Outraged by the assassination of Rehavam Zeevi, a former general and far-right member of the cabinet, the Israeli government told the Palestinian Authority it would be treated as a terrorist organization unless it immediately arrested and turned over the killers.
The Palestinians rejected the demand. “Israel has to understand that we don’t take orders,” said Ahmed Abdel Rahman, secretary general of the Palestinian cabinet.
Zeevi was shot twice in the face in a hallway of the Hyatt Hotel early on Wednesday by an assailant who escaped unseen. The killing threatened new efforts for peace here and, with them, the Bush administration’s hopes of building Arab support for an international coalition against terror.
The militant Popular Front for the Liberation of Palestine, a group that has rejected all attempts to bring peace to the region, claimed responsibility for the attack. The group said the shooting was revenge for an Israeli missile attack that killed its leader, Abu Ali Mustafa, earlier this year.
“The Israeli government, by killing Abu Ali Mustafa, has opened the gates of hell on itself and now the fire is approaching it,” PFLP spokesman Ali Jaradat said.
Israeli Prime Minister Ariel Sharon told a special meeting of the parliament that responsibility fell to Palestinian Authority President Yasser Arafat.
“Only despicable terrorists can dream of assassinating an elected official in a democratic state,” Sharon said. “The responsibility is Arafat’s alone, as someone who has carried out and is carrying out acts of terrorism and never took steps against it.”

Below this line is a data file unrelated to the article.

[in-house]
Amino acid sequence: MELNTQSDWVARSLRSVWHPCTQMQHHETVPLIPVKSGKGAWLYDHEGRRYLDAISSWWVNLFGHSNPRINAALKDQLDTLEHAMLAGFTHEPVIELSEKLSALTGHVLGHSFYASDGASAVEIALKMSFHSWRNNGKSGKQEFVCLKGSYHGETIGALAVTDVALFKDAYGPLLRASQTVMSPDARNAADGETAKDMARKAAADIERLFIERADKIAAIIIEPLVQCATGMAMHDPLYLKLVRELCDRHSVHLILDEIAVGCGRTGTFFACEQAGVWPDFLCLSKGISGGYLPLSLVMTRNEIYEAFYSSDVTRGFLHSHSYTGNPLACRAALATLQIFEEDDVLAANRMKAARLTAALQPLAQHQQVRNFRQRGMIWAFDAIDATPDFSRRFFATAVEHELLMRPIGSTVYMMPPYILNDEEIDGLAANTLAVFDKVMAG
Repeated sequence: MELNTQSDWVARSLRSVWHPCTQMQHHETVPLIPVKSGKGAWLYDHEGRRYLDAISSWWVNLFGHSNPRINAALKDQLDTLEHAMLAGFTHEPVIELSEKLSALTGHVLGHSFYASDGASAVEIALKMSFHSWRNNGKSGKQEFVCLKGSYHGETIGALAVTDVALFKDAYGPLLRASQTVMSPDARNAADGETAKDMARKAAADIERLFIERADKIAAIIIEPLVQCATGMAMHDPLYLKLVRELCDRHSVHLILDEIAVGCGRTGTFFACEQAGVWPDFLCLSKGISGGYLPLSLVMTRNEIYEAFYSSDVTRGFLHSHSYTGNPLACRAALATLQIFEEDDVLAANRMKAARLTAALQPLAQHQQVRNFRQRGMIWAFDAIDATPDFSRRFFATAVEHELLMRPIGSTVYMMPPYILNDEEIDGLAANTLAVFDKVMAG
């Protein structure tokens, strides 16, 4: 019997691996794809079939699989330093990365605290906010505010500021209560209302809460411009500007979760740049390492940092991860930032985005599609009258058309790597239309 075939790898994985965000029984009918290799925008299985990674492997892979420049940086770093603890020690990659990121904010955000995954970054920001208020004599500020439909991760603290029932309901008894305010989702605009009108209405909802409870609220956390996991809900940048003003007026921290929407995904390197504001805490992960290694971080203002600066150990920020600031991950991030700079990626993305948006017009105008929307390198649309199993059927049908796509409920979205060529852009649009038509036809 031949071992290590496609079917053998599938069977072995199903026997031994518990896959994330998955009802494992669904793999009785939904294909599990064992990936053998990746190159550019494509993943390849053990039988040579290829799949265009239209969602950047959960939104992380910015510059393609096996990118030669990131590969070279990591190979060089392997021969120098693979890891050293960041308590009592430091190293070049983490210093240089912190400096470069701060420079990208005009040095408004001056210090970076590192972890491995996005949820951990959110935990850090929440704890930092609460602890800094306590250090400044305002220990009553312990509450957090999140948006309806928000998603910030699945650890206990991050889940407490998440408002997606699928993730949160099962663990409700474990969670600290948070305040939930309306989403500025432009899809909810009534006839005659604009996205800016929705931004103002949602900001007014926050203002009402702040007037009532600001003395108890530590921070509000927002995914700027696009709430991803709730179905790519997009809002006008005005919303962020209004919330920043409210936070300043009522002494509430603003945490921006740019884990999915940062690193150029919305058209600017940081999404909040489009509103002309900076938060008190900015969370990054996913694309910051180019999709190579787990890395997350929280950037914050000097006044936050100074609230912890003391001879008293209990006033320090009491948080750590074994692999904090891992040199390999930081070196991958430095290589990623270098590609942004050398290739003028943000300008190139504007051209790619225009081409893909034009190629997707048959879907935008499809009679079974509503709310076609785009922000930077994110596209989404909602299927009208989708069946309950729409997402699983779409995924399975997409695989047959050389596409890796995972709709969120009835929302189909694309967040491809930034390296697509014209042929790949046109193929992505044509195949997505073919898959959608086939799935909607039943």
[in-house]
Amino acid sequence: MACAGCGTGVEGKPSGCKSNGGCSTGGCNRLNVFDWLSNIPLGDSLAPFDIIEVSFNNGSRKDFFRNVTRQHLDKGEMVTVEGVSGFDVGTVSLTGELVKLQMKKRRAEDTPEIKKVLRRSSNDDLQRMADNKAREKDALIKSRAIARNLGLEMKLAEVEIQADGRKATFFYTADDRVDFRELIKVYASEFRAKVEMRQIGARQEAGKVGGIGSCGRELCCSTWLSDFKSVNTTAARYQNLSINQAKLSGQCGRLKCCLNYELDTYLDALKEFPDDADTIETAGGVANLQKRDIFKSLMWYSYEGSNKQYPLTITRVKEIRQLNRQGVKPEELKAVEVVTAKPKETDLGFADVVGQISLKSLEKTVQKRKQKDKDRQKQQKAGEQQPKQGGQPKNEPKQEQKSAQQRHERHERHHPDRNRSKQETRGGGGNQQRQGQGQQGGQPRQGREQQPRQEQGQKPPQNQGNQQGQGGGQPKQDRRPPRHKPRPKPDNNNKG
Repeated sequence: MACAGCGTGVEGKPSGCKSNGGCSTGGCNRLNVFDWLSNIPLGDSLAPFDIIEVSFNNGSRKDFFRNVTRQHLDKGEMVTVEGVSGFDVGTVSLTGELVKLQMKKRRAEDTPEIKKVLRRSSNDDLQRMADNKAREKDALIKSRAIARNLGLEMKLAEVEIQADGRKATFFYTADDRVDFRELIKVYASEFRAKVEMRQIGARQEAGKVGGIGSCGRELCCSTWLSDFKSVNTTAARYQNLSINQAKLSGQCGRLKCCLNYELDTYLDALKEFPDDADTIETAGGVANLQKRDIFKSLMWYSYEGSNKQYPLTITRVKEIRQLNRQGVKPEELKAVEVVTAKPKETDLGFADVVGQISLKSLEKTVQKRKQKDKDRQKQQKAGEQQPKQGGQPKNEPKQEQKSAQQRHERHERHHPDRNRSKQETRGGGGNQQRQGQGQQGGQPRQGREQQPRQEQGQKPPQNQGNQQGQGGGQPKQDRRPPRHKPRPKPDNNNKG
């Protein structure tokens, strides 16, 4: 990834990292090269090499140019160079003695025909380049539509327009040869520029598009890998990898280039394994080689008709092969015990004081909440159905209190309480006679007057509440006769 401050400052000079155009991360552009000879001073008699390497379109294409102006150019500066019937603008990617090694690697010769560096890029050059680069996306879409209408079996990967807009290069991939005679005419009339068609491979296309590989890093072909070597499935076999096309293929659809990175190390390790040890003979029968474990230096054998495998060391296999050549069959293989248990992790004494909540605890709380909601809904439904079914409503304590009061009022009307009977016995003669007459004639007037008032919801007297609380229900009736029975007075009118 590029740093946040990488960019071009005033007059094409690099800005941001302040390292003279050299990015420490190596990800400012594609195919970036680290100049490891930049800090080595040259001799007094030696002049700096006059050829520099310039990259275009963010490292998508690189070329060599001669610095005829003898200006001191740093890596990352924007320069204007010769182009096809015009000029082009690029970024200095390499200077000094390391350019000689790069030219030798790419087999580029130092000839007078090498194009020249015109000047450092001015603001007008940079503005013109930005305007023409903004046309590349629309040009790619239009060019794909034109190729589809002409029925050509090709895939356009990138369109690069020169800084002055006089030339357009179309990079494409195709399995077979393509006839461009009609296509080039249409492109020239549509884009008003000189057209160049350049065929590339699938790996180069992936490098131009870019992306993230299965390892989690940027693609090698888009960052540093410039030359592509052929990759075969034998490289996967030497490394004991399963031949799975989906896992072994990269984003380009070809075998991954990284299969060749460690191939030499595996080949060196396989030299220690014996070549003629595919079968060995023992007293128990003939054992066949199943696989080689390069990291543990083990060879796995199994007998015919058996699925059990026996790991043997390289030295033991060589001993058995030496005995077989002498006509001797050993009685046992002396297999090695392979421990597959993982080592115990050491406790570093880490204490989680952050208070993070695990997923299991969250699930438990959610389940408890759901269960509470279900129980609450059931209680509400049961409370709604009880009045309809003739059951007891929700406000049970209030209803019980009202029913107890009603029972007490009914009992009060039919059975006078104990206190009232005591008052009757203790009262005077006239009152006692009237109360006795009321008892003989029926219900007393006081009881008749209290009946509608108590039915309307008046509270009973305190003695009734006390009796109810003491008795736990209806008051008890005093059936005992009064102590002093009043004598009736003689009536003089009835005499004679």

The killing has unified the Israeli government in its call for Yasser Arafat to crack down on militant groups. Yossi Sarid, the left-wing opposition leader, told the Knesset that Arafat and other Palestinian leaders faced an immediate test.
“If they fail the test,” Sarid said, “the land will burn, the fire will rage, and no one will be able to put it out.”
Arafat’s Palestinian Authority swiftly condemning the attack.
“We reject all forms of political assassinations,” Palestinian cabinet minister Yasser Abed Rabbo said. “We want to put an end to this vicious cycle of killings although Mr. Zeevi had adopted hostile positions and policies against our people.”
The U.S. and the U.N. called on both sides to try and end the months of violence and not to escalate the fighting.
“The secretary-general appeals to all parties to exercise maximum restraint and urges them to resume a sustained dialogue,” UN spokesman Fred Eckhard said.
A senior U.S. official told Reuters it was clear the shooting had been carried out in defiance of Palestinian leaders, who had voiced support for a cease-fire reaffirmed three weeks ago.
Zeevi, a father of five, was a renowned military leader and had served as a general in several branches of the Israeli army. His ultra-nationalist party had called on transferring Palestinians from Israeli-controlled lands and had opposed Israeli-Palestinian interim peace agreements first forged under Israeli Prime Minister Yitzhak Rabin.
“He was first of all a friend, a comrade and I shared his belief in the indisputable right of the Jewish people to their historical homeland,” Prime Minister Ariel Sharon said.
Zeevi resigned from Sharon’s government on Monday, accusing it of buckling to American pressure and softening its stance toward the Palestinians. His resignation was to take effect this afternoon.